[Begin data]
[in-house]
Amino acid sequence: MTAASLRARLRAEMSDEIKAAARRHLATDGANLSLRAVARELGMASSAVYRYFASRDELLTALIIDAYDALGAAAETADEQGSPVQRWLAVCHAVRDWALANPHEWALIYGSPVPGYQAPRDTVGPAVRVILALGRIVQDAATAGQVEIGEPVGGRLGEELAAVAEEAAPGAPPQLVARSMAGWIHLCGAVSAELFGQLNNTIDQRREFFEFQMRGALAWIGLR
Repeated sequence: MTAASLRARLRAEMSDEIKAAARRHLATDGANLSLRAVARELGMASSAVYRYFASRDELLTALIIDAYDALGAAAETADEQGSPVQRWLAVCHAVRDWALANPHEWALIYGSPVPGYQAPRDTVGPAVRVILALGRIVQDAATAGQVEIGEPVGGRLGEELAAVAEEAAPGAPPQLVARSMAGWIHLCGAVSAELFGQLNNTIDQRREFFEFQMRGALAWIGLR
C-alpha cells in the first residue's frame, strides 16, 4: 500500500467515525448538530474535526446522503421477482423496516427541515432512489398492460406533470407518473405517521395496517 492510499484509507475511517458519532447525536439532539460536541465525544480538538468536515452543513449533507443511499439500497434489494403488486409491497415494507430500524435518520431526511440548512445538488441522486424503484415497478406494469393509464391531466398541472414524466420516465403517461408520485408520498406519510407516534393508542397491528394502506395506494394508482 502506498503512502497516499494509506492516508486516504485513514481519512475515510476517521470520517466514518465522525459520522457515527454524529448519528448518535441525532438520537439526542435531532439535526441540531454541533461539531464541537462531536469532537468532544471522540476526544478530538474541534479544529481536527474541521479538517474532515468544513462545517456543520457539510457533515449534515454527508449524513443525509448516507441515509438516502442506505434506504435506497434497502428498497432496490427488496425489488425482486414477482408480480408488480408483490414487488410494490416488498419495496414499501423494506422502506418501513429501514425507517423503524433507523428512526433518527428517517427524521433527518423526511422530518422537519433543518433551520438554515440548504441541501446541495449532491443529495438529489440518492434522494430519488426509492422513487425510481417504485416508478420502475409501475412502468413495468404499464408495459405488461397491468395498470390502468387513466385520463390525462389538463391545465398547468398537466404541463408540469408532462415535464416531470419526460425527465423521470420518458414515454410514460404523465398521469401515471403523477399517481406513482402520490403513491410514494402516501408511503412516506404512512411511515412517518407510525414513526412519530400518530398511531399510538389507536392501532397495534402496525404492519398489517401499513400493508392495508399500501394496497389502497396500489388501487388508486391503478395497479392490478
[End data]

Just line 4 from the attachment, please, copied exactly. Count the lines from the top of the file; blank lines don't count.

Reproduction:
C-alpha cells in the first residue's frame, strides 16, 4: 500500500467515525448538530474535526446522503421477482423496516427541515432512489398492460406533470407518473405517521395496517 492510499484509507475511517458519532447525536439532539460536541465525544480538538468536515452543513449533507443511499439500497434489494403488486409491497415494507430500524435518520431526511440548512445538488441522486424503484415497478406494469393509464391531466398541472414524466420516465403517461408520485408520498406519510407516534393508542397491528394502506395506494394508482 502506498503512502497516499494509506492516508486516504485513514481519512475515510476517521470520517466514518465522525459520522457515527454524529448519528448518535441525532438520537439526542435531532439535526441540531454541533461539531464541537462531536469532537468532544471522540476526544478530538474541534479544529481536527474541521479538517474532515468544513462545517456543520457539510457533515449534515454527508449524513443525509448516507441515509438516502442506505434506504435506497434497502428498497432496490427488496425489488425482486414477482408480480408488480408483490414487488410494490416488498419495496414499501423494506422502506418501513429501514425507517423503524433507523428512526433518527428517517427524521433527518423526511422530518422537519433543518433551520438554515440548504441541501446541495449532491443529495438529489440518492434522494430519488426509492422513487425510481417504485416508478420502475409501475412502468413495468404499464408495459405488461397491468395498470390502468387513466385520463390525462389538463391545465398547468398537466404541463408540469408532462415535464416531470419526460425527465423521470420518458414515454410514460404523465398521469401515471403523477399517481406513482402520490403513491410514494402516501408511503412516506404512512411511515412517518407510525414513526412519530400518530398511531399510538389507536392501532397495534402496525404492519398489517401499513400493508392495508399500501394496497389502497396500489388501487388508486391503478395497479392490478